By Steve Waid
In a very curious and debatable series of circumstances, Tony Stewart pulled himself out of the doldrums to win the FedEx 400 benefiting Autism Speaks 400 Sunday at Dover International Speedway.
Stewart, the leader of Stewart Haas Racing and a three-time NASCAR Sprint Cup champion, had been in an uncharacteristic funk this season, in which he had never had a sniff at victory and earned only two top-10 finishes in the year’s first 12 races, coming into Dover.
He wasn’t even the best in points on his own team. Teammate Ryan Newman, with six top-10 runs, was in 16th place, four spots ahead of Stewart.
But Stewart, from Columbus, Ind., has earned a singular reputation: When the weather turns hot, so does he.
Well, it was 90 degrees in Dover and, sure enough, Stewart got hot.
In addition to his first win of the season, Stewart earned his third win at Dover and the 48th of his career, which ties him with Hall of Famer Herb Thomas for 13th on NASCAR’s all-time victory list.
Stewart was not a factor in the race – not at all – until he found himself in fourth place when the race restarted from its seventh and final caution period on lap 382.
Stewart gained track position by forgoing a four-tire change.
“If somebody would have told me it was going to be that way yesterday I would have told them they were crazy,” Stewart said. “This thing was not a car that could win the race.”
“It was just great pit strategy at the end. We had a car that was solid; we just never got track position to get in clean air. It felt a lot better up front.”
“It didn’t seem like the guys that took four tires had a huge advantage taking off there.”
Stewart ran down race leader Juan Pablo Montoya, who was trying to in his first race on an oval track, by lap 398 of 400 to lead the final three laps – the only laps he led all day.
However, it’s likely Stewart would have been an also-ran had not a bizarre situation arose on the final restart.
Jimmie Johnson, the five-time champion driver for Hendrick Motorsports, had run a gutsy race.
Because his car was handling so poorly, he was in danger of losing a lap early in the race – which he did when he pitted early.
But all the proper adjustments were made and Johnson, a seven-time Dover winner, charged back through the field to take the lead for the first time on lap 206.
He went on to lead 143 laps, second only to Kyle Busch with 150. It was a testament to the skills of his Hendrick team.
On the fateful final restart, Johnson was second to Montoya. As they reached the restart point just beyond the fourth turn, Johnson shot past Montoya so quickly that observers thought the Earnhardt Ganassi Racing driver had spun his wheels.
It seemed Johnson would breeze to victory. But NASCAR prevented that. It ruled that Johnson had jumped the restart.
While he did indeed restart in the proper area, the task of getting back to speed is the race leader’s – Montoya’s – responsibility.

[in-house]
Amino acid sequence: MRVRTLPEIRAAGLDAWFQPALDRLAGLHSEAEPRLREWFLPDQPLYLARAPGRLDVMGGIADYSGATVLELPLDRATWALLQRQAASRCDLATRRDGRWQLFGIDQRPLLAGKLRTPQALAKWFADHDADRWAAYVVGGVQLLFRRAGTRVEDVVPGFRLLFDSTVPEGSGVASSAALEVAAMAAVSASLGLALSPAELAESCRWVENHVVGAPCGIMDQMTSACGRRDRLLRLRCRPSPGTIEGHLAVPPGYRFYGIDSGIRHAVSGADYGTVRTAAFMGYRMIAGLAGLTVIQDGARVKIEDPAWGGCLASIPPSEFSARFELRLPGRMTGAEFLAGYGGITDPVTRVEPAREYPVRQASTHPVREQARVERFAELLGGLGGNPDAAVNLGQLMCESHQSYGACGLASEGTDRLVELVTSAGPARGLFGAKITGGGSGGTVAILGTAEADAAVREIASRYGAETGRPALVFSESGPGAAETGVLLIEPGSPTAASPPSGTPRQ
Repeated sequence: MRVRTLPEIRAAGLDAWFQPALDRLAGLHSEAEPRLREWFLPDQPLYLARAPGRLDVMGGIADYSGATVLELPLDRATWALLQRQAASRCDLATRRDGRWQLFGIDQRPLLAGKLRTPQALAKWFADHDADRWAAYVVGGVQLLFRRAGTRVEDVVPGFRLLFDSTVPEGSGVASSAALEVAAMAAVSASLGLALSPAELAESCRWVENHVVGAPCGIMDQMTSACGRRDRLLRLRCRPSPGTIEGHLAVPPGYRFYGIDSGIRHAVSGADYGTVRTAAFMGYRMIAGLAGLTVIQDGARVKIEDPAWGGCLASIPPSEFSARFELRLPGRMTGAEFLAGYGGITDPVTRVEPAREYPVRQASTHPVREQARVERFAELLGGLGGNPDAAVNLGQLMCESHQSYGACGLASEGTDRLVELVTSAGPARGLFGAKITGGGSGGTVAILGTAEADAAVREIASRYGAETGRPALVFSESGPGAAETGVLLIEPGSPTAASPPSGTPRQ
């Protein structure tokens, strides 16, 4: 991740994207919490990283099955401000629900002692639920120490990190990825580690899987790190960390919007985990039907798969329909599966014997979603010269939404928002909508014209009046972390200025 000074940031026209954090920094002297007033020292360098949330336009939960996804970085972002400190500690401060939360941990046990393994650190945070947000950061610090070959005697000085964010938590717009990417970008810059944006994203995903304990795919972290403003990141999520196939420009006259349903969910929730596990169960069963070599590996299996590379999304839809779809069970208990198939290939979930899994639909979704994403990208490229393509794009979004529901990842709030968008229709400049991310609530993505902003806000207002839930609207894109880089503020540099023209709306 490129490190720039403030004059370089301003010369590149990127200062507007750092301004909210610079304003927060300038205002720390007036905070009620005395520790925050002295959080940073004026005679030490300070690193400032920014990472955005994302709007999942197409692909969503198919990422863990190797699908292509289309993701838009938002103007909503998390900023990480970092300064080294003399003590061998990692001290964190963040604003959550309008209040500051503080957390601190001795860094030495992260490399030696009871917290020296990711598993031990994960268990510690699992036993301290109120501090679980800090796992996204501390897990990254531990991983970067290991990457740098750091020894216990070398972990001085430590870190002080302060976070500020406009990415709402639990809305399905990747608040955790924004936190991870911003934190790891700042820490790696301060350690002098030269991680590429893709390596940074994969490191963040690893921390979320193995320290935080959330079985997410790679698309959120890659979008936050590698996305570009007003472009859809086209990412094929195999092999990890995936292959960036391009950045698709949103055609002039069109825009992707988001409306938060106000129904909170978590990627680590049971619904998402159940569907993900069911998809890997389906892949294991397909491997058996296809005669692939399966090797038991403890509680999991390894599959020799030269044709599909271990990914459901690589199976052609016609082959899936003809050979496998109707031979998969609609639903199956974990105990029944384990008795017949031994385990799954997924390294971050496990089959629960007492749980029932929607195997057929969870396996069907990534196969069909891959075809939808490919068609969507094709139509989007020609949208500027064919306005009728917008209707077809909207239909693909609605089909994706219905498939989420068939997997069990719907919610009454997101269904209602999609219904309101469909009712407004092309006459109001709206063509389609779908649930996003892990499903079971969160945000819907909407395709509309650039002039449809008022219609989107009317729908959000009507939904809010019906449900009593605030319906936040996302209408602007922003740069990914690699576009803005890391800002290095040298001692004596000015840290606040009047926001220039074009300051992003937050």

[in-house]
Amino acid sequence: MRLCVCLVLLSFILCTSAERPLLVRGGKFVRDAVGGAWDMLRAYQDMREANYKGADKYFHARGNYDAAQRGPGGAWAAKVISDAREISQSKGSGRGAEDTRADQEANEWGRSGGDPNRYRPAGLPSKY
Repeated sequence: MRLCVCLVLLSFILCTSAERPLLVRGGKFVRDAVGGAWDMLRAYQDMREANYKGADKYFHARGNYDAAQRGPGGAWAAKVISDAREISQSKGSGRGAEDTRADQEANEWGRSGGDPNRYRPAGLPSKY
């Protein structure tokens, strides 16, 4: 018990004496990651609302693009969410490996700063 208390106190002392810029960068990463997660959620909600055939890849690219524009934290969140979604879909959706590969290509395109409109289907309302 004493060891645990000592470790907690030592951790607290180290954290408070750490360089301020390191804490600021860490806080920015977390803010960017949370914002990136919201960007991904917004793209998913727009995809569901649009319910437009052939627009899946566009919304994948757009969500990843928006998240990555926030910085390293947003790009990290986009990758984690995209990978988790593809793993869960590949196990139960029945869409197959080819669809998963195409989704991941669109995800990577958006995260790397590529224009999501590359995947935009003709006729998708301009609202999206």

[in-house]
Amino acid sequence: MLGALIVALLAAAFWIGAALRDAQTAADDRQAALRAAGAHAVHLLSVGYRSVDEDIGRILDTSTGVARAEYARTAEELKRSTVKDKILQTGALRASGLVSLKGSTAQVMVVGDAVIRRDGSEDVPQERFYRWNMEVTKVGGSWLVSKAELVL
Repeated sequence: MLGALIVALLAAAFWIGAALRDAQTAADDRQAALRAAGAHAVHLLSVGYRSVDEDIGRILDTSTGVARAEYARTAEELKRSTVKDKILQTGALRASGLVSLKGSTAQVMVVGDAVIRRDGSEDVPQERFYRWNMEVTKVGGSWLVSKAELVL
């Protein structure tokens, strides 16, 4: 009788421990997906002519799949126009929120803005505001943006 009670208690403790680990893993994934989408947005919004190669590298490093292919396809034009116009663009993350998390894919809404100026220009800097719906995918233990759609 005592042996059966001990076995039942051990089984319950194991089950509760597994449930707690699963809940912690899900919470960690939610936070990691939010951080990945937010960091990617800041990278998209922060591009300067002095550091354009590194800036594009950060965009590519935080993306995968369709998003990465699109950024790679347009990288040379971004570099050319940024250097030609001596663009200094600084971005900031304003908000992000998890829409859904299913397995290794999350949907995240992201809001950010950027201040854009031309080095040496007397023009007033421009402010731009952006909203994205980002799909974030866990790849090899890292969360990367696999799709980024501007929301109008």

Johnson could have saved himself if he had slowed down and let Montoya retake the lead, but that didn’t happen.
The debate arose immediately. Did Johnson, in fact, break the rules or did Montoya deliberately hold back to see to it that indeed he did – and therefore keep the lead?
Rest assured opinions for both sides were immediate and plentiful.
“I was at half-throttle for the whole frontstretch,” said Johnson, who admitted he was surprised that NASCAR gave him the black flag that led to a 17th-place finish. “And at some point, I gotta go. And in this situation, NASCAR has the judgment to decide if you jumped it or not.
“But I’m like, he’s (Montoya) is not even going. So I’m not sure if his car broke or if it was off power or spun the tires. I don’t know.
“So I’m running half-throttle down the frontstretch waiting for him and he never comes. At that point, we got back going. Chad (Knaus, crew chief) even told me on the radio that something that had happened and that I should just take off and not worry about it.”
“And then we were called on it. It’s a bummer of a way to lose a race. We certainly had the winning car.”
That may be but nothing is assured in NASCAR. Even Stewart would agree that for him to win at Dover was anything but assured.
But he found himself in position to take the victory and that’s what he did.
“When we noticed we were catching Montoya, we kind of got going on the bottom there,” Stewart said. “We realized we were making up even more time when we could stay right on the bottom.
“Montoya was smart. He was watching and he picked up on that and moved down. I couldn’t really make any ground there any more so I had to try something.
“Jeff (Gordon) was coming behind us there. I was willing to risk running third to battle for the win instead. If it didn’t work out and I dropped back a spot it was worth it.
The victory helped Stewart’s chances at making the Chase. He advanced to 16th in points and currently is the only driver outside the top 10 with a victory and a shot at a “wildcard” entry.
Even so, he admits his team has work to do.
“We got two weeks of momentum under our belt now at two totally different race tracks,” Stewart said. “That is big. Momentum is huge in this sport.
“We still got a lot of work to do. I guarantee you none of these guys behind me will tell you we are exactly where we want to be right now.
“It’s a good reward for how hard they have been working to get that first win of the year.
“Now it’s trying to be more consistent and stay in the top-10 more and make our program better.”
Steve Waid writes for MotorSportsUnplugged.com.